A newly-elected state senator says she faced discrimination from Statehouse security while attending her first women’s caucus meeting.
Tina Maharath, who will represent Ohio’s 3rd Senate district in Franklin County, is the first Asian-American woman elected to the legislature. She says when she tried to get past a checkpoint at the Riffe Center, where lawmakers’ offices are located, the security guard treated her as if she didn't speak English.
“He just starts speaking to me as if I’m an idiot, and just says, ‘You, you get badge, you get badge, you go downstairs.’ I’m just like, what?” Maharath said in a video posted to Facebook on Tuesday. "I just couldn't believe that the hall, across the hall on my first day, I get discriminated.”
Maharath says it might have been unusual for a state senator to visit the Ohio House side of the Riffe Center, but she simply wanted to be treated equally like any other visitor.
“Had I been Caucasian, May he not [sic] have possibly taunted my comprehension of the English language,” Maharath wrote in a comment.
Ohio State Highway Patrol says they spoke with the state senator-elect and are investigating her complaint. The Patrol adds that they are currently scheduling with Maharath a tour of the security operations at the Capitol.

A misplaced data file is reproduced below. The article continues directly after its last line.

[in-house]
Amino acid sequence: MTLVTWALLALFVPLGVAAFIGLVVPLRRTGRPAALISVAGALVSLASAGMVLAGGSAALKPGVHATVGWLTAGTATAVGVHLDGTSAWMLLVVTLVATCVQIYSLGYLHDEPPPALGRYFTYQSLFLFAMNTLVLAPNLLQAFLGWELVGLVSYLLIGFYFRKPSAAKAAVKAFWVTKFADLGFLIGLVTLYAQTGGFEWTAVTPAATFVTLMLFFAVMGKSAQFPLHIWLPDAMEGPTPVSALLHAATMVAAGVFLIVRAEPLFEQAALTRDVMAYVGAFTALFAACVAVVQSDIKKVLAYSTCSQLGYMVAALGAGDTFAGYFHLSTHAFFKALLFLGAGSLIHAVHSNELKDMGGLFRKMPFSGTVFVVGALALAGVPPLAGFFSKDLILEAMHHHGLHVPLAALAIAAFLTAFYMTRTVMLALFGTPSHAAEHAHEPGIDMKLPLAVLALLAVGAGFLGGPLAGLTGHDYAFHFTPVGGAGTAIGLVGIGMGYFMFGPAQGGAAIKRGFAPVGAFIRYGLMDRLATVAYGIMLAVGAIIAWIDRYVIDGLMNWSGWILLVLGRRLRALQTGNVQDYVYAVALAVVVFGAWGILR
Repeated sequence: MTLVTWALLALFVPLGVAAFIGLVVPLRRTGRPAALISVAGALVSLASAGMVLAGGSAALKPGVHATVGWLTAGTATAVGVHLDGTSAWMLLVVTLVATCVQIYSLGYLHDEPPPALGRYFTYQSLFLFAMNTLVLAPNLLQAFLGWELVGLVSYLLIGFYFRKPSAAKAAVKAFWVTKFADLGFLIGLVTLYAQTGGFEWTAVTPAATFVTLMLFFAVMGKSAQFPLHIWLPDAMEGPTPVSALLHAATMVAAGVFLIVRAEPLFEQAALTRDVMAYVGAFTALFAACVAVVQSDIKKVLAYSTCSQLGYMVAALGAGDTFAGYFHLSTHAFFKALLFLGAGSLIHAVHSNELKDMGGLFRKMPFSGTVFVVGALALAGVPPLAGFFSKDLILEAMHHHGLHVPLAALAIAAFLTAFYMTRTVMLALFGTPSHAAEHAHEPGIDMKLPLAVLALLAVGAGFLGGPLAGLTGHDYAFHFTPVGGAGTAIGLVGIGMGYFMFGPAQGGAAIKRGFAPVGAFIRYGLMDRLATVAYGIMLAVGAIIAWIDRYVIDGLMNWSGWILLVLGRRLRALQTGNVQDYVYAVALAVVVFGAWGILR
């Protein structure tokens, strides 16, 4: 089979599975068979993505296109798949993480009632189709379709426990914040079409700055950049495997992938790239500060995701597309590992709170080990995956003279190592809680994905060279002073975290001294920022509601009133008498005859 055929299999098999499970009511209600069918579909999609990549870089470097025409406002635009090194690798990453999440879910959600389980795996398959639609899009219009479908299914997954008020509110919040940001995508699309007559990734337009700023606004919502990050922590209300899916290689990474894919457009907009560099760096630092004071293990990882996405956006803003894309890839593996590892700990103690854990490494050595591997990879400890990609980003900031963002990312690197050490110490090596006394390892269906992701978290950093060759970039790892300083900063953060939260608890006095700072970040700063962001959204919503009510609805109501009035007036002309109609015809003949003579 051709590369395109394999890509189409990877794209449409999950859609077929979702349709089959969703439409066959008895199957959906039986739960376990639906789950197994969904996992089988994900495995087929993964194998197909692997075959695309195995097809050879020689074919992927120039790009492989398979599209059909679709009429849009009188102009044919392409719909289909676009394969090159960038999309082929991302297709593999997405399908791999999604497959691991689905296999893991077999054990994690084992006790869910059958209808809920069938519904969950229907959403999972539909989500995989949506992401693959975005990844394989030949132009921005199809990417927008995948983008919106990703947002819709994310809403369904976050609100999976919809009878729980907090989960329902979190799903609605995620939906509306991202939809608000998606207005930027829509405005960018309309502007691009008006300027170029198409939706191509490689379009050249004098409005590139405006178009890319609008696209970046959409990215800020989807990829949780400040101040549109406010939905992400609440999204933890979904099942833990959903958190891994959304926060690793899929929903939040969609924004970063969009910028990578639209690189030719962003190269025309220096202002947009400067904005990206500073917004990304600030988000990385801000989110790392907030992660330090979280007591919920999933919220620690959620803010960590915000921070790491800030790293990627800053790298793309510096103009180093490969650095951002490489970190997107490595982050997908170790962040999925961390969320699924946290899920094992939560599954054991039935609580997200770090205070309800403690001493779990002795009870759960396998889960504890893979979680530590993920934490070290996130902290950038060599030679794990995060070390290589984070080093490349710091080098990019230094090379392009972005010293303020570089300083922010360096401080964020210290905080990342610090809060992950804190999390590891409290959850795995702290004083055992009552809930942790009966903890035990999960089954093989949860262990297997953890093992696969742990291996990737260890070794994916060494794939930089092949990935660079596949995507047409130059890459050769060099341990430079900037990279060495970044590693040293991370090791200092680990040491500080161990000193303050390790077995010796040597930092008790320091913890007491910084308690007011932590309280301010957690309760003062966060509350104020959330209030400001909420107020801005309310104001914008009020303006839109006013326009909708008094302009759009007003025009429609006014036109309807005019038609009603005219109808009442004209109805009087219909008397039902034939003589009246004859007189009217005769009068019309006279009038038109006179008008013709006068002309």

Maharath won her election by an upset in November, despite not being endorsed by the Ohio Democratic Party. Her Republican opponent spent over $1 million in attack ads, mostly focusing on personal issues in her background.
"I just went through racism this whole campaign because of the color of my skin, and now the place of employment is judging me for the color of my skin,” Maharath said in the video. “I can’t even walk in my colleague’s building.”
Maharath is just the latest state lawmaker – and woman of color – to accuse Statehouse security of discrimination. Earlier this year, state Rep. Emilia Sykes filed a complaint with the Ohio Civil Rights Commission over what she described as excessive stops by Statehouse security. Sykes, a two-term African-American legislator, says that a guard once told her she “didn’t look like a legislator.”
An internal investigation by the Highway Patrol cleared officers of bias, saying Sykes was searched because of her inactive badge.